Egg Osmosis Lab - Lincoln Park High School

Egg Osmosis Lab
Cells have an outer covering called the cell membrane. This membrane is selectively permeable; it has tiny pores or
holes that allow objects to move across it. The cell membrane controls what moves in and out of the cell. Food and
oxygen move into cells across the cell membrane through the process of diffusion. Diffusion is movement of a
substance from an area of high concentration to an area of low concentration. Osmosis is a special type of
diffusion; it is the diffusion of water across a selectively permeable membrane. Osmosis occurs when water moves
from an area where it is more concentrated to an area where it is less concentrated.
In this lab you will be using an egg with the shell removed. The shell-less egg will represent a cell and its selectively
permeable membrane. You will remove the shell of the egg by soaking the egg in vinegar. The egg shell is made up
of the mineral calcium carbonate. Calcium carbonate dissolves in acids such as vinegar. During this process it
releases the gas carbon dioxide. After the shell has been dissolved, only the membrane will remain around the egg.
Safety notes:
1. Raw eggs can carry salmonella (harmful bacteria). Be sure to wash your hands after handling the eggs.
2. Handle your egg very carefully so that it does not break
Pre-Lab Questions:
What happens when a cell is subjected to a solution where the water concentration is higher than that inside a cell
(hypotonic solution)?
What happens when a cell is subjected to a solution where the water concentration is lower than that inside a cell
(hypertonic solution)?
What happens when a cell is subjected to a solution where the water concentration is equal to that inside a cell
(isotonic solution)?
Predict how the egg will respond when it is soaked in the following solutions. Make sure to write a correct if then
because statement for each solution.
1. Vinegar:
2. Corn Syrup:
3. Water:
Procedure & Materials Student Sheet
Saran Wrap
2 Egg
2 Plastic cups
Corn syrup
Day 1
1. Label your cups with your group’s name.
2. Weigh the eggs (individually) in grams. Record mass
3. Carefully place the eggs into their container and pour vinegar into the container, enough to cover the egg.
Cover the cup with saran wrap. Allow them to soak for 24 hours.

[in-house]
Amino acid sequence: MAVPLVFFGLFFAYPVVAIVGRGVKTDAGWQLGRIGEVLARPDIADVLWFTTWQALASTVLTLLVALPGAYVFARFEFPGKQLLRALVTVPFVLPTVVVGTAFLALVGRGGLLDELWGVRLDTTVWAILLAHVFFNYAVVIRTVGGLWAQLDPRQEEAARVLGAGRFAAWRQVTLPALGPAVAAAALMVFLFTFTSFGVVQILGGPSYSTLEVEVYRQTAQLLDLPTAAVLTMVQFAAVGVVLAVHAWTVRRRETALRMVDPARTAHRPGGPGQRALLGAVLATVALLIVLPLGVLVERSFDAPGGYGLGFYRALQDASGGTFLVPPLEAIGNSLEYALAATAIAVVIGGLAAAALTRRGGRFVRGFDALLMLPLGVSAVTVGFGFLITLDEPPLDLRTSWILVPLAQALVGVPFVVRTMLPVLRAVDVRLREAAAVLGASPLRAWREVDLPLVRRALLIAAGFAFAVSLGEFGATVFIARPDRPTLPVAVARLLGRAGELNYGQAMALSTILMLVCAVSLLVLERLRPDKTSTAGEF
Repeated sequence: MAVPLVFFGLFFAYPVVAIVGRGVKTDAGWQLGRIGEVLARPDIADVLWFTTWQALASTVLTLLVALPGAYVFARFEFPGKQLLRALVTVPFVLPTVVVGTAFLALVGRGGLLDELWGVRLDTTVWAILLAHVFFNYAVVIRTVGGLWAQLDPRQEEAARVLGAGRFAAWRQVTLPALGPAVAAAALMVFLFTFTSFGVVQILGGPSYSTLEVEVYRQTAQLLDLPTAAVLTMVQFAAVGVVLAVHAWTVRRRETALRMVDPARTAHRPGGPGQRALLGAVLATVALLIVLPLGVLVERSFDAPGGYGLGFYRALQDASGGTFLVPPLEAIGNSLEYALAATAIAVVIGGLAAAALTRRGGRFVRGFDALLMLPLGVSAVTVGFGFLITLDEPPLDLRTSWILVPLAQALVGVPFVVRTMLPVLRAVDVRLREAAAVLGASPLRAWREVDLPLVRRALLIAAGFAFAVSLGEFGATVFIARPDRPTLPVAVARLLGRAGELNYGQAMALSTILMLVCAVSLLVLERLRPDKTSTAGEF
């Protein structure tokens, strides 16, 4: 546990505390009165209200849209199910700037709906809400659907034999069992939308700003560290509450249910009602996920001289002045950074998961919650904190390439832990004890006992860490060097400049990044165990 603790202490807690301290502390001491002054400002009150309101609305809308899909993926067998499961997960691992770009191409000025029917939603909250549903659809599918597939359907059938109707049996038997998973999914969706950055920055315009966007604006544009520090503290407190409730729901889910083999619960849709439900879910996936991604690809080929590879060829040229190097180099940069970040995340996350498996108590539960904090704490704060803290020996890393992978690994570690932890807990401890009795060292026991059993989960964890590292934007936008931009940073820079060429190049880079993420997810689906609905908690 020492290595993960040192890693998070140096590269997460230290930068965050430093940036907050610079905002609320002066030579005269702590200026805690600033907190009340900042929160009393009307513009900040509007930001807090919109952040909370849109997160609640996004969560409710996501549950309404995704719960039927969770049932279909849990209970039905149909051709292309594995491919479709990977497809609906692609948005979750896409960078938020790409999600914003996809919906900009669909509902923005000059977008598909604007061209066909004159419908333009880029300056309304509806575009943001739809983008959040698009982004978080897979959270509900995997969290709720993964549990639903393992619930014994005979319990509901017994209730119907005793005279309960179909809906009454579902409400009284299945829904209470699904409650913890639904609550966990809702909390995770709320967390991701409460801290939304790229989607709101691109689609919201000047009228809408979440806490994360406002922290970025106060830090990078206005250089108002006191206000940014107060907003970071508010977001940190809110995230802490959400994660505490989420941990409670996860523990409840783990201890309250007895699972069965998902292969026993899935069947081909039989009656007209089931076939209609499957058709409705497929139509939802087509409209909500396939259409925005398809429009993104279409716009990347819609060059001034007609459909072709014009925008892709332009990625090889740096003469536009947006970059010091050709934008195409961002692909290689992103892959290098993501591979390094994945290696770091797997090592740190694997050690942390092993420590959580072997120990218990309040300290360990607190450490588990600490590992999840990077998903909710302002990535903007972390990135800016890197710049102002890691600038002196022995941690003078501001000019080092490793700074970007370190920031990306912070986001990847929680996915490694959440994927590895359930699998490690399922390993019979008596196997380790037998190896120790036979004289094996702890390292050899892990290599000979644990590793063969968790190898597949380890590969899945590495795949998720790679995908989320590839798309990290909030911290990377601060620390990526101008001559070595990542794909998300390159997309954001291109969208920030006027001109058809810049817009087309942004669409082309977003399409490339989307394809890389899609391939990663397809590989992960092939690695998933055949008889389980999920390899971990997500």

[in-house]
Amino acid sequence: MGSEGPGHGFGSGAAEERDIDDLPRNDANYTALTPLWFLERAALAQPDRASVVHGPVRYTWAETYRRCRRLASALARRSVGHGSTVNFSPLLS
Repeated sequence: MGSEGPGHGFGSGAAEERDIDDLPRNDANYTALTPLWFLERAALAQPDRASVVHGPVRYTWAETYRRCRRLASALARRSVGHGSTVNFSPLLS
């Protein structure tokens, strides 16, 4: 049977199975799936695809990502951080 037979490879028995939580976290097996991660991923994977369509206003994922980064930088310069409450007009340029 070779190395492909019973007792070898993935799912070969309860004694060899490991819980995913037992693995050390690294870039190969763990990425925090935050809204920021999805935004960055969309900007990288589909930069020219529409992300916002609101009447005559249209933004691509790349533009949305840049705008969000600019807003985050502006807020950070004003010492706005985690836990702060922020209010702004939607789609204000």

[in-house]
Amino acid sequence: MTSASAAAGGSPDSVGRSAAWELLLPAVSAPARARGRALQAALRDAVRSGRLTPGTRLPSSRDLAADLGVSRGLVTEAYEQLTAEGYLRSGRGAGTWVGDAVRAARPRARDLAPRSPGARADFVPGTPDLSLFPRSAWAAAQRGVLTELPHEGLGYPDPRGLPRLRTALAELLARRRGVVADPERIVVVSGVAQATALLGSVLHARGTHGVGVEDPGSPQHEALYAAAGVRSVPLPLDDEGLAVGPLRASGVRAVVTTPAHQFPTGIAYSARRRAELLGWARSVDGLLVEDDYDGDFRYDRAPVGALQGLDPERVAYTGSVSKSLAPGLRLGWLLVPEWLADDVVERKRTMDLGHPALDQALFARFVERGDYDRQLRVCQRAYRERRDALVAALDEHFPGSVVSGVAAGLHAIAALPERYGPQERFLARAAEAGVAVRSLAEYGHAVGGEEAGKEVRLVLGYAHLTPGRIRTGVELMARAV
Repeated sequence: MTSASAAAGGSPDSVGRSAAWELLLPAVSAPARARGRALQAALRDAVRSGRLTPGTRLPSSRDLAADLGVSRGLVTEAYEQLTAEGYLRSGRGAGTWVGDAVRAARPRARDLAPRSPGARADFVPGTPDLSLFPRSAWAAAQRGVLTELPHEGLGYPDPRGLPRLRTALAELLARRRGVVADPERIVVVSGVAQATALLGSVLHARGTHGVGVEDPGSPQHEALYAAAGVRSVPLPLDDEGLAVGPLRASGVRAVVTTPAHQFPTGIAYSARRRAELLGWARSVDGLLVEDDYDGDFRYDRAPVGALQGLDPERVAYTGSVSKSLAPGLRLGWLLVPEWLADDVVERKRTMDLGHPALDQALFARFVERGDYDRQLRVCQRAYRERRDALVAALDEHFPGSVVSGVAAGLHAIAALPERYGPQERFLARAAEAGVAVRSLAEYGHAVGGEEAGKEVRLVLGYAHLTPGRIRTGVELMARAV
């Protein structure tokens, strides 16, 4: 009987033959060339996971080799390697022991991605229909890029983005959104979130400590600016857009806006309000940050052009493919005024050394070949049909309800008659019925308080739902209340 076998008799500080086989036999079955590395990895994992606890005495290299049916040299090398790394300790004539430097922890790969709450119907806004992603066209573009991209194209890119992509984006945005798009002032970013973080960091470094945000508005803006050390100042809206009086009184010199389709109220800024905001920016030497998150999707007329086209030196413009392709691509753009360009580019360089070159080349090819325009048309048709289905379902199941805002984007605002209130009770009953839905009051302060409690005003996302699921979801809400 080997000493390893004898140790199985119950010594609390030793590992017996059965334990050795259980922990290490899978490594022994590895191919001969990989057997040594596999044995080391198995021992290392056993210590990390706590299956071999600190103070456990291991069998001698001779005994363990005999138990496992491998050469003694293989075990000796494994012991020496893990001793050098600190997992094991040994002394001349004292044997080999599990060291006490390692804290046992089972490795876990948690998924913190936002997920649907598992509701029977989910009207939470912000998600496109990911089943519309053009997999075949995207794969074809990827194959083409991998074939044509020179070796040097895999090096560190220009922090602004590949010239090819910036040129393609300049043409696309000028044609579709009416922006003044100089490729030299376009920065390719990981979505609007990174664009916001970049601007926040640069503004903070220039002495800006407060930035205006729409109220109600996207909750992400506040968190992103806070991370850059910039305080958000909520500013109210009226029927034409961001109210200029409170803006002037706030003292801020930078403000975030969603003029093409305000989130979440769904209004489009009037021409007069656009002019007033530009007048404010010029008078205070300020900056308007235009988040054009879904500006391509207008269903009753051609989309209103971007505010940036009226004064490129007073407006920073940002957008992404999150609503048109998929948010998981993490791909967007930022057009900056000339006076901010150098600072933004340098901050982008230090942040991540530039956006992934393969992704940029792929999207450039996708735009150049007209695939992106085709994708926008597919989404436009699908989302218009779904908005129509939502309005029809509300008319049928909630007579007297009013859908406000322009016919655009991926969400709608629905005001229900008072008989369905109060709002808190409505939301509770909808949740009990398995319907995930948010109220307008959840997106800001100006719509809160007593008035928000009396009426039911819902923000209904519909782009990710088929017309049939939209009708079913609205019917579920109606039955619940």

4. Put your container in the designated space.
5. Clean up materials and wash your hands
Day 2
Carefully remove eggs from their container of vinegar.
Remove any remaining bits of shell by gently running egg under water. Blot it dry with a paper towel
Measure and mass your egg and record observations in data table
Pour used vinegar down the drain. Rinse container
Refill container with enough water in one cup and the other egg with corn syrup, enough to cover the egg.
Carefully place the eggs back into their containers and allow it to soak for 24 hours, cover it with saran
7. Clean up materials and wash your hands.
Day 3
Take the egg gently out of each container, rinse gently under tap water, pat dry, and weigh.
Measure and mass your egg and record observations in data table. .
DO NOT put corn syrup down the drain.
Dispose of eggs, used cups and corn syrup in the garbage can
Table 1. Quantitative Data
Weight start
Soaking Solution
Weight end
Difference in
% Change in
Corn Syrup
* Calculate % Change in Weight = Difference in Weight x
Weight start
* Note that % Change in Weight can be negative or positive
Table 2. Qualitative Data
Observations before soaking
Observations after soaking
Corn Syrup
Analysis Questions:
1. Create a bar graph showing the difference in initial and final weight for each egg. Create a title, and properly
label all axis.
2. How did the results compare to your pre-lab predictions?
3. In a controlled experiment, you should only change one variable and you hold others constant. List three
variables you held constant during this experiment.
Which of the solutions was hypertonic? What is your evidence?
5. Which of the solutions was hypotonic? What is your evidence?
Draw an illustration for each set up, showing movement of water between the egg and each solution.
7. A student’s experiment showed that her egg gained mass overnight with the vinegar and distilled water. She
had about a +1% change for vinegar and a +10% change for distilled water. She had hypothesized that the
egg’s mass would not change significantly with vinegar. She concluded that her hypothesis about vinegar
was not supported (because it did change in mass). Her teacher told her that the data indicated that her
hypothesis was supported, especially with the 10% change for the distilled water. What did the teacher
8. What is the biggest source of error for the lab? What improvements can be done to the lab?
Study collections